The pro-democracy protests in Hong Kong received just a single mention at Tuesday evening's Democratic primary debate, while moderators from CNN and the New York Times failed to ask a single question about China.
China is America's biggest foreign policy challenge and will be even more so in the 2020s. Yet not one question on China in tonight's Democratic presidential debate from Ohio.
— Andrew Neil (@afneil) October 16, 2019
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The failure to ask about China and Hong Kong would have been peculiar under normal circumstances, but was especially so given the recent controversy surrounding the backlash over Houston Rockets general manager Daryl Morey's tweet supporting the protesters in Hong Kong.
South Bend, Ind., mayor Pete "Boat Shoes" Buttigieg, aka "Mayor Beast," was the only candidate to even mention the situation in Hong Kong, where pro-democracy activists have been demonstrating since March. Buttigieg made a lone passing reference to the protests during a discussion about the United States' relationship with NATO ally Turkey.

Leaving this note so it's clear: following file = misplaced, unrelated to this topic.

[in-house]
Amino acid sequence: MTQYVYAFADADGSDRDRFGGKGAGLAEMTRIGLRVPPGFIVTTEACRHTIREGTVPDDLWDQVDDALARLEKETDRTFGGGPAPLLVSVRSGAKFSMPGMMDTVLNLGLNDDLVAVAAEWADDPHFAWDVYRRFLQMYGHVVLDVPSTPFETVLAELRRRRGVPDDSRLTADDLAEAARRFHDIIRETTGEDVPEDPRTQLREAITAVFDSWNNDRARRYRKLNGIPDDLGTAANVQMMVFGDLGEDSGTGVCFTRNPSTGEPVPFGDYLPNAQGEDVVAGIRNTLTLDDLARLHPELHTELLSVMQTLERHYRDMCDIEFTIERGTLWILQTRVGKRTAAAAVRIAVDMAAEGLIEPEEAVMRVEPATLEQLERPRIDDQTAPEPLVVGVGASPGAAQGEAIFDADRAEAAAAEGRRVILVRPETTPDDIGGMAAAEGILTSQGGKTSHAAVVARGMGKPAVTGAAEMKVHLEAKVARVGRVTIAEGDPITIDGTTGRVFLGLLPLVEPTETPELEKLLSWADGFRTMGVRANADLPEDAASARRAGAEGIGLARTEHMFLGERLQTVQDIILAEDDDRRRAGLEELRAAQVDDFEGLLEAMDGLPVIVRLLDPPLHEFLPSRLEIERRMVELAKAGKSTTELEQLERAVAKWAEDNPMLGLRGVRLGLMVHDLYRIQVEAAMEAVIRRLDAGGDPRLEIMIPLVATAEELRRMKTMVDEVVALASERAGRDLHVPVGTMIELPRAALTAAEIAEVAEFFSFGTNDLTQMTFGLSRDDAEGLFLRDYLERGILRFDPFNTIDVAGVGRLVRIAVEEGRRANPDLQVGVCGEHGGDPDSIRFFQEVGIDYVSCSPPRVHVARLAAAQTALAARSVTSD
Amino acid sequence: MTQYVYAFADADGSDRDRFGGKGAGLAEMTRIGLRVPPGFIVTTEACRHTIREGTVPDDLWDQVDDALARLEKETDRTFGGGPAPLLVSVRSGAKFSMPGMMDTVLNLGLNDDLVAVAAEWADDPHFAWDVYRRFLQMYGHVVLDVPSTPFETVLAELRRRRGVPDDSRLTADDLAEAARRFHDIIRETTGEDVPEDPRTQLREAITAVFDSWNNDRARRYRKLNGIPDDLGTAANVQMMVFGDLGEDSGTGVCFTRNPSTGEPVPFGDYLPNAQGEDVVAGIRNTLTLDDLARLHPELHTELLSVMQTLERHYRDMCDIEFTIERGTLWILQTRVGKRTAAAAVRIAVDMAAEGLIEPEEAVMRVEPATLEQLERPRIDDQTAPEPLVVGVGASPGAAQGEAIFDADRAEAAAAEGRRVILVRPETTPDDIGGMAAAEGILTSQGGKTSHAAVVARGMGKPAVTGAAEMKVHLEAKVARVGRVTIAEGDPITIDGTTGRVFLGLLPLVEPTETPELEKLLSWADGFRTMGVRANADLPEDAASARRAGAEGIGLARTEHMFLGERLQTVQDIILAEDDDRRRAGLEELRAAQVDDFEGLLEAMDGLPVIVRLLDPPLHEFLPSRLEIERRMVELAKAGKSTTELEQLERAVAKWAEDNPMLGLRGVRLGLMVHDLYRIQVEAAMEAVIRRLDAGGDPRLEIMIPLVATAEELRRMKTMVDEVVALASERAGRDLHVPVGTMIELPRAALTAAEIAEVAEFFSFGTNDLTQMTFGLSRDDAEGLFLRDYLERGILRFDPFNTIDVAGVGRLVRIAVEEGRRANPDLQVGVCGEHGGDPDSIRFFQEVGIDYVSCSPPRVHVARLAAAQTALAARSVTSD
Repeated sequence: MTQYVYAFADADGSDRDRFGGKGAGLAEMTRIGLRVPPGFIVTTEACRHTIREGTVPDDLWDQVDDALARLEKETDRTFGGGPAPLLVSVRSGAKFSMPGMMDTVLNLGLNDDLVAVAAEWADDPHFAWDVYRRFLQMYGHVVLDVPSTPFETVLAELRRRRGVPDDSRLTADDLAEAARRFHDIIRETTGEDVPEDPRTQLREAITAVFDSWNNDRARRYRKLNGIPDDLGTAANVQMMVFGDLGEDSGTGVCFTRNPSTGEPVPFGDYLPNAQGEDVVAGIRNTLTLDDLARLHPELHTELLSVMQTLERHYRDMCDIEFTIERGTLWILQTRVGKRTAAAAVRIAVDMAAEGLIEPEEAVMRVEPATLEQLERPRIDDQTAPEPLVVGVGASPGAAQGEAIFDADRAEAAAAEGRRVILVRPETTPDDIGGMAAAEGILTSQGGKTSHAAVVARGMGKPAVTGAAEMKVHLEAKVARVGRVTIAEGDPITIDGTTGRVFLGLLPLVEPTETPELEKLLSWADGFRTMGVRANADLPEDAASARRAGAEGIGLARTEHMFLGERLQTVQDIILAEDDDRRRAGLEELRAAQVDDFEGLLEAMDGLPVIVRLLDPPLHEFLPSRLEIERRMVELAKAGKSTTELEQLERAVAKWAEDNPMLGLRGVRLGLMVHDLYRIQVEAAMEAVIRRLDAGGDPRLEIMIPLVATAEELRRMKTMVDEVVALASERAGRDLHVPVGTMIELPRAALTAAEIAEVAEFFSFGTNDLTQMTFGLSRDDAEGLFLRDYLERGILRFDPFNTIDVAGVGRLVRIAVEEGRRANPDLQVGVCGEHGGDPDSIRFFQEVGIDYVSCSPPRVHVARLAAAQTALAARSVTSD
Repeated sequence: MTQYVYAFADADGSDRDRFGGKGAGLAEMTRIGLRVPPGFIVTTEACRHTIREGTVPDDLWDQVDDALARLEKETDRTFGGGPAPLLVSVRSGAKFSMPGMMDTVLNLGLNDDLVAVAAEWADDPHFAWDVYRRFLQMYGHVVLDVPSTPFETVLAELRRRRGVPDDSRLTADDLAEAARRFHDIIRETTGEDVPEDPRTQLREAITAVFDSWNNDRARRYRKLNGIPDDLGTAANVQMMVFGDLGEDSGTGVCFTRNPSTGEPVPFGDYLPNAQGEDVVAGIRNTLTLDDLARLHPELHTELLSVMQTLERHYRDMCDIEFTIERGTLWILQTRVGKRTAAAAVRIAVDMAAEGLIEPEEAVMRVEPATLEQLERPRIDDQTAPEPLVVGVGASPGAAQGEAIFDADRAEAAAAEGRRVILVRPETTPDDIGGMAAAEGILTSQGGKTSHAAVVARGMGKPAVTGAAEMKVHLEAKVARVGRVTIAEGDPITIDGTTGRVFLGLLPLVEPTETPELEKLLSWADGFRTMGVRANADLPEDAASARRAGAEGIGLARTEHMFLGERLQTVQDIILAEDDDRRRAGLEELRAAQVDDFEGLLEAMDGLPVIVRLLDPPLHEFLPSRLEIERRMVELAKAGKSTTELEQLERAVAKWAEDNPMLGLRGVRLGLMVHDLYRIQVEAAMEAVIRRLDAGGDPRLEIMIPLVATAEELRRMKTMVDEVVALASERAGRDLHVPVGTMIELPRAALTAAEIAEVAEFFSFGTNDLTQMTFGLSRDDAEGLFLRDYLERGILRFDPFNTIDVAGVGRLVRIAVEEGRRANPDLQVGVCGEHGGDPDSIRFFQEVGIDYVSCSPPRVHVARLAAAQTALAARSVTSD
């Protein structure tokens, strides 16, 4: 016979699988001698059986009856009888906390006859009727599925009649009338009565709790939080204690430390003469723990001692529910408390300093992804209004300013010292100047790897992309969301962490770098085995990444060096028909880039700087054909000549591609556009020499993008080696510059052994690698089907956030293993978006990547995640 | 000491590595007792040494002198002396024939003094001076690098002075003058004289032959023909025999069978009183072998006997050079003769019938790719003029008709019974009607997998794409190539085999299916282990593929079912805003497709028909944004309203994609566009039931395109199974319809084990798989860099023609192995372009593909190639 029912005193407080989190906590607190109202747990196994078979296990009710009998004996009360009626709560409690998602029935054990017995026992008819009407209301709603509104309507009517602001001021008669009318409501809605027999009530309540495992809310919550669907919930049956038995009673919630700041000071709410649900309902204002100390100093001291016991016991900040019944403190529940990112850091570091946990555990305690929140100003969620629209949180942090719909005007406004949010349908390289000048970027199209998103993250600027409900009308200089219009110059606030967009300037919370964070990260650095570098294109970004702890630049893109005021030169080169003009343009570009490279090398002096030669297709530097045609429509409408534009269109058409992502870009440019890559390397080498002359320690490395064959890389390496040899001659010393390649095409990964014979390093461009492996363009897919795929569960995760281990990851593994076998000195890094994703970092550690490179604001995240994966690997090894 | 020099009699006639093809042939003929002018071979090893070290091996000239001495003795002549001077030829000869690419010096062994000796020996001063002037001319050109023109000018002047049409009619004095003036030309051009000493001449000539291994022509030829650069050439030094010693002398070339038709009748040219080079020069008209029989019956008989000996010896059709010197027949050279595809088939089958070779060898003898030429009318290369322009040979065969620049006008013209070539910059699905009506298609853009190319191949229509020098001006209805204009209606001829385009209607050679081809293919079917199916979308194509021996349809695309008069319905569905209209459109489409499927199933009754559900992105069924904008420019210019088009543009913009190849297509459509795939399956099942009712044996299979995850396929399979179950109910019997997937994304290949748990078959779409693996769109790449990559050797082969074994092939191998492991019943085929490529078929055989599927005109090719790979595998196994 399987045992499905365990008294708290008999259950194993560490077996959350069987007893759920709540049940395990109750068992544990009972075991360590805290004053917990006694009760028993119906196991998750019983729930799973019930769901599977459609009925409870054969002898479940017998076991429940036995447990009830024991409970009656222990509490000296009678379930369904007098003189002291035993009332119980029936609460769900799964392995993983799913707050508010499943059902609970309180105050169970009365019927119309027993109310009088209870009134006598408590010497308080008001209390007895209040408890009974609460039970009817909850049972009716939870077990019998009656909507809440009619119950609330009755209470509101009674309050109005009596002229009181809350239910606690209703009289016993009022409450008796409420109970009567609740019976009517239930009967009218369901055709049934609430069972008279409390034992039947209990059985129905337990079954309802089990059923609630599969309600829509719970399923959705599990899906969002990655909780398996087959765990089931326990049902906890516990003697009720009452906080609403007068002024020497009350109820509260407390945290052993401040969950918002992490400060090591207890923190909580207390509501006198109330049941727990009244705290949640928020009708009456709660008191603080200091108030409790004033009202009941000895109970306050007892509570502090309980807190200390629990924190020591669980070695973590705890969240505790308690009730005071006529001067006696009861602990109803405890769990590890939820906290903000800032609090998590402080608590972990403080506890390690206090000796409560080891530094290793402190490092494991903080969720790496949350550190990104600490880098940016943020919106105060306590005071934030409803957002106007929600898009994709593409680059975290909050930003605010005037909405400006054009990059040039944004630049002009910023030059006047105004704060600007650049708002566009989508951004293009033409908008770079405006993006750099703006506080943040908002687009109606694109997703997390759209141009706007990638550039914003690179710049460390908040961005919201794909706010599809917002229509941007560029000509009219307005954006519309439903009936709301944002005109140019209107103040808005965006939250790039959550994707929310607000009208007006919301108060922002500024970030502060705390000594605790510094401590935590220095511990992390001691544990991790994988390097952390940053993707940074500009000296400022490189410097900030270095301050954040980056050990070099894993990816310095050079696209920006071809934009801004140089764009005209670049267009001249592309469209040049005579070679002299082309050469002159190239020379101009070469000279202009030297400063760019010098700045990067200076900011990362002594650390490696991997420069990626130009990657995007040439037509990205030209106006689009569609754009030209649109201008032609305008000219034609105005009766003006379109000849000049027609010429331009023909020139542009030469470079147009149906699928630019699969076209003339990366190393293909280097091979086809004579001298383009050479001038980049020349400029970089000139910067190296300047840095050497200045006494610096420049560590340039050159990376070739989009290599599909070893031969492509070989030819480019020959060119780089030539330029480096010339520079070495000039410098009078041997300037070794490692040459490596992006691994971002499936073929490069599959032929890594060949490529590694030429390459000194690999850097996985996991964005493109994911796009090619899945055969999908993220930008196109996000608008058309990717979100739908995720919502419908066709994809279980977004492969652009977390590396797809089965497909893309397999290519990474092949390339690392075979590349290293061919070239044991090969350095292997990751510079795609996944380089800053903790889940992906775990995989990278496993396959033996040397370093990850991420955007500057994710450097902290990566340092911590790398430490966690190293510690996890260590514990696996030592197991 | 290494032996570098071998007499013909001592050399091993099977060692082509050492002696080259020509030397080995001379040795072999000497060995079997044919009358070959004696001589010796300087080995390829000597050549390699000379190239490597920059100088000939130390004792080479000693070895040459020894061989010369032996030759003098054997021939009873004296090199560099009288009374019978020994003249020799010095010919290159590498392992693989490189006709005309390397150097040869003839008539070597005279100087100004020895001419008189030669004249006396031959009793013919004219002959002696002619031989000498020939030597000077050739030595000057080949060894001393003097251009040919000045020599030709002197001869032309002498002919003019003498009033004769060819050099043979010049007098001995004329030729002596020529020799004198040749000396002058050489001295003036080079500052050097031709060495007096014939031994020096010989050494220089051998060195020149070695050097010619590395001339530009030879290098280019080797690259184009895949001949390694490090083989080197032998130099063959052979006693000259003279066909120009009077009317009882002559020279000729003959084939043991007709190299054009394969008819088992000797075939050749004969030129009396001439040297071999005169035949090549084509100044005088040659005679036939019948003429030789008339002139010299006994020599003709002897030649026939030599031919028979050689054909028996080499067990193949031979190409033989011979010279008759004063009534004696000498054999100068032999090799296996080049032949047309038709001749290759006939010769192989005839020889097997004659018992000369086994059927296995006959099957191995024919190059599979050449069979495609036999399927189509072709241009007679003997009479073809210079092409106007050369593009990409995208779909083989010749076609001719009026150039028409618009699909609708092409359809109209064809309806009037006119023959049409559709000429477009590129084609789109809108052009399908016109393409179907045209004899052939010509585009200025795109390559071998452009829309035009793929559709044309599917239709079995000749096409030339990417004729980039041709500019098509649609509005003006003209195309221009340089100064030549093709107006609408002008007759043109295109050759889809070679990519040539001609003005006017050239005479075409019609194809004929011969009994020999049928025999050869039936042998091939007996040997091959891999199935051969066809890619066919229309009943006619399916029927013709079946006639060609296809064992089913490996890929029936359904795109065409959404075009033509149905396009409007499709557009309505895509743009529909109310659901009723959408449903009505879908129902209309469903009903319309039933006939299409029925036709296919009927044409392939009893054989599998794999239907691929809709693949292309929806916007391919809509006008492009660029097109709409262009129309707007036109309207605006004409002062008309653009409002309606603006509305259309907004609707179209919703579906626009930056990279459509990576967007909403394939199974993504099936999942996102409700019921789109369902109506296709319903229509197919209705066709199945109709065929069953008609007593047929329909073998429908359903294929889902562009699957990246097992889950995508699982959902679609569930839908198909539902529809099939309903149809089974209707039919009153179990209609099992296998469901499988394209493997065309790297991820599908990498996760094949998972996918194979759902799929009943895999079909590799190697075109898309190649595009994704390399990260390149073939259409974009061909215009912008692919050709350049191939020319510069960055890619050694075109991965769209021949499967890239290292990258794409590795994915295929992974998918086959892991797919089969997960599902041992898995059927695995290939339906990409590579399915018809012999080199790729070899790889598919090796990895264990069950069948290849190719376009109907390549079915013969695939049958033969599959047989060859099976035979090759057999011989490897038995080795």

"What this president has done shows that American leadership shapes the behavior of our allies, or sometimes allies, too," Mayor Beast said. "Remember, the problem right now is not just that—with our competitors. And, for example a place like China, the people of Hong Kong rise up for democracy and don't get a peep of support from the president."
China itself received only four mentions during the three-hour debate, according to a Washington Post transcript. Hong Kong's lone mention over the course of the night meant that a number of "boutique" issues ended up receiving more airtime. The list includes:
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